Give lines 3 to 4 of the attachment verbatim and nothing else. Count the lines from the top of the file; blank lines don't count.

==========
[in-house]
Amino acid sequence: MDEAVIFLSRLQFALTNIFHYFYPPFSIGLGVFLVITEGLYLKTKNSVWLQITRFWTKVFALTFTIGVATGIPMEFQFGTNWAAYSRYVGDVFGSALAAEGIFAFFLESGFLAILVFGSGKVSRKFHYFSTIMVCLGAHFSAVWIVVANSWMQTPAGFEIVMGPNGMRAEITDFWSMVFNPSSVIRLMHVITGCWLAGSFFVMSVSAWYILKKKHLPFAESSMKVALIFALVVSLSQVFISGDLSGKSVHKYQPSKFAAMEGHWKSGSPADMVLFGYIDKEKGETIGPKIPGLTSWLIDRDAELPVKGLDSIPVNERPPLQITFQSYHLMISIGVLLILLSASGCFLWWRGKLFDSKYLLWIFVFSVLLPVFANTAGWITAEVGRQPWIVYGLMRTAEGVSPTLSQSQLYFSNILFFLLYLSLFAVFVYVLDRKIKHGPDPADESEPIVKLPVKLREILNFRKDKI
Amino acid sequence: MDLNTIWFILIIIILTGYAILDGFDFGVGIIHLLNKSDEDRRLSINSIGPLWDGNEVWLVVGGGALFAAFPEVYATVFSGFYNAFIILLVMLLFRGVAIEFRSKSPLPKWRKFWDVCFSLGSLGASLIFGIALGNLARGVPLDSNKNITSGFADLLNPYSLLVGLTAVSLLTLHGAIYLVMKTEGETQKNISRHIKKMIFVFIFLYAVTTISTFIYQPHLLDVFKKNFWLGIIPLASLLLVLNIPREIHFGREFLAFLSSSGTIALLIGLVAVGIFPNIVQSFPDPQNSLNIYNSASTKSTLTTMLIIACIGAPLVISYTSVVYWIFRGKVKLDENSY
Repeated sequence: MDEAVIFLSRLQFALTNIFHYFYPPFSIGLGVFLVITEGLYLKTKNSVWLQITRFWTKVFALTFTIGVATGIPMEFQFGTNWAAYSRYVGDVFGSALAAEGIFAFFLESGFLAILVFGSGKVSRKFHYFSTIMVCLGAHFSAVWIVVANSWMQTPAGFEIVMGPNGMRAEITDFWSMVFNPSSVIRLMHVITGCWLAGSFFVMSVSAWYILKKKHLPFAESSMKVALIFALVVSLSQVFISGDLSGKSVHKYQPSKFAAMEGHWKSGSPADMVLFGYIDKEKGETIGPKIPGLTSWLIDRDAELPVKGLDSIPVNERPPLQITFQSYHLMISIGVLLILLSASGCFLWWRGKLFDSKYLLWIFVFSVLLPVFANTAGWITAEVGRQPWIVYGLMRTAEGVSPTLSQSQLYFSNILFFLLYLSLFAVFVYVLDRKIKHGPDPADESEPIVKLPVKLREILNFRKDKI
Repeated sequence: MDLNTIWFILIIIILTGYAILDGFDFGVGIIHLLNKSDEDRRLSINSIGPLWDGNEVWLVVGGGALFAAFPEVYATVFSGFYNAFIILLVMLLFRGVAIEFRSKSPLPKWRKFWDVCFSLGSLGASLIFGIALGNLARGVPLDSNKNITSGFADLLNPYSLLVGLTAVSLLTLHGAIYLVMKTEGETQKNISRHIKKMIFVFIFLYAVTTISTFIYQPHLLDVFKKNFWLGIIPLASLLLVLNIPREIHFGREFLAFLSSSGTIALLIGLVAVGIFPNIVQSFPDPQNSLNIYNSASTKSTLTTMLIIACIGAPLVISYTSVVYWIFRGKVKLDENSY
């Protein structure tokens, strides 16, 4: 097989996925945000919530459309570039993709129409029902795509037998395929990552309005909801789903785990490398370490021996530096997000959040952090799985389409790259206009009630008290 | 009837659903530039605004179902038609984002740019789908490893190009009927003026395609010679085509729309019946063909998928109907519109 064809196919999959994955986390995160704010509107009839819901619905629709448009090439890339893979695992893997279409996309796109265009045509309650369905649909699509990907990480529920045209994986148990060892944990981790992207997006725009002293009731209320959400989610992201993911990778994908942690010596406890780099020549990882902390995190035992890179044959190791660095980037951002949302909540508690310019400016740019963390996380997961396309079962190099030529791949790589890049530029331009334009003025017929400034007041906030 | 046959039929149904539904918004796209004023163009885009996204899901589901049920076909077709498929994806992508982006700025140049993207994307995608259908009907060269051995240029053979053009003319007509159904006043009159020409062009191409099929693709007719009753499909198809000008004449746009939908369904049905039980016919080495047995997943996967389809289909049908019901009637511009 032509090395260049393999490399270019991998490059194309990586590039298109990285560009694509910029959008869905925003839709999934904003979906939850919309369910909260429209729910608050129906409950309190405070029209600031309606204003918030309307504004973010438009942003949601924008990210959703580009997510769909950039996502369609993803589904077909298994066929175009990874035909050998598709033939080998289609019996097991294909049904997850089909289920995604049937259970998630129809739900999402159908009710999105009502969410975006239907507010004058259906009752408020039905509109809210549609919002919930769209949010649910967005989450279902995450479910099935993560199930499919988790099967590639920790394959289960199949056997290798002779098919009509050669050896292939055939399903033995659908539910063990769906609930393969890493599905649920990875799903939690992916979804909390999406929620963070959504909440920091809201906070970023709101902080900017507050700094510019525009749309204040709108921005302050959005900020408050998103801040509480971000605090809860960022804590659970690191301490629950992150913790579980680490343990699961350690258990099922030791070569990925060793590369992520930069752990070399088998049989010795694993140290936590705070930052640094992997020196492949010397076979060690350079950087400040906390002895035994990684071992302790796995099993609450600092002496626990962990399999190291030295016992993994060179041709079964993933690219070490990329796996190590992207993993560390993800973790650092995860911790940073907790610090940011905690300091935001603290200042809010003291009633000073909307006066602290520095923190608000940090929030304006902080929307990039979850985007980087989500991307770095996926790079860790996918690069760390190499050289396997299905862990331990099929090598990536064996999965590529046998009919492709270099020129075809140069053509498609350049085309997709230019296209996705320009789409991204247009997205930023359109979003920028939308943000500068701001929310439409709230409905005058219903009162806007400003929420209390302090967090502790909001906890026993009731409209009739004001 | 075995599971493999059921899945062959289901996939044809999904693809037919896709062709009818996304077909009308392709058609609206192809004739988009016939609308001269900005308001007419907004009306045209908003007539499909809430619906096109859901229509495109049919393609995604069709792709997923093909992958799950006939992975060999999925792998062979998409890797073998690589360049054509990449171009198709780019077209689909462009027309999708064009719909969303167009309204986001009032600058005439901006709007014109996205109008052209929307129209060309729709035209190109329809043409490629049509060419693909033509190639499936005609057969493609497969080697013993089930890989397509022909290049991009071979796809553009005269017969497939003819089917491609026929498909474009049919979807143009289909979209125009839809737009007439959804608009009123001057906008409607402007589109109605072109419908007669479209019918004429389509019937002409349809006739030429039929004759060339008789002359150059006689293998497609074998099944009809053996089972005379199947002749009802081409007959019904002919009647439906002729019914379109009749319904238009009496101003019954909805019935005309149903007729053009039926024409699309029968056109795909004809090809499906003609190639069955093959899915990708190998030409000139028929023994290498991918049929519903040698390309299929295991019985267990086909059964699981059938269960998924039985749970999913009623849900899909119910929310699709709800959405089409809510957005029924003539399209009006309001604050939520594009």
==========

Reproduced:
Amino acid sequence: MDLNTIWFILIIIILTGYAILDGFDFGVGIIHLLNKSDEDRRLSINSIGPLWDGNEVWLVVGGGALFAAFPEVYATVFSGFYNAFIILLVMLLFRGVAIEFRSKSPLPKWRKFWDVCFSLGSLGASLIFGIALGNLARGVPLDSNKNITSGFADLLNPYSLLVGLTAVSLLTLHGAIYLVMKTEGETQKNISRHIKKMIFVFIFLYAVTTISTFIYQPHLLDVFKKNFWLGIIPLASLLLVLNIPREIHFGREFLAFLSSSGTIALLIGLVAVGIFPNIVQSFPDPQNSLNIYNSASTKSTLTTMLIIACIGAPLVISYTSVVYWIFRGKVKLDENSY
Repeated sequence: MDEAVIFLSRLQFALTNIFHYFYPPFSIGLGVFLVITEGLYLKTKNSVWLQITRFWTKVFALTFTIGVATGIPMEFQFGTNWAAYSRYVGDVFGSALAAEGIFAFFLESGFLAILVFGSGKVSRKFHYFSTIMVCLGAHFSAVWIVVANSWMQTPAGFEIVMGPNGMRAEITDFWSMVFNPSSVIRLMHVITGCWLAGSFFVMSVSAWYILKKKHLPFAESSMKVALIFALVVSLSQVFISGDLSGKSVHKYQPSKFAAMEGHWKSGSPADMVLFGYIDKEKGETIGPKIPGLTSWLIDRDAELPVKGLDSIPVNERPPLQITFQSYHLMISIGVLLILLSASGCFLWWRGKLFDSKYLLWIFVFSVLLPVFANTAGWITAEVGRQPWIVYGLMRTAEGVSPTLSQSQLYFSNILFFLLYLSLFAVFVYVLDRKIKHGPDPADESEPIVKLPVKLREILNFRKDKI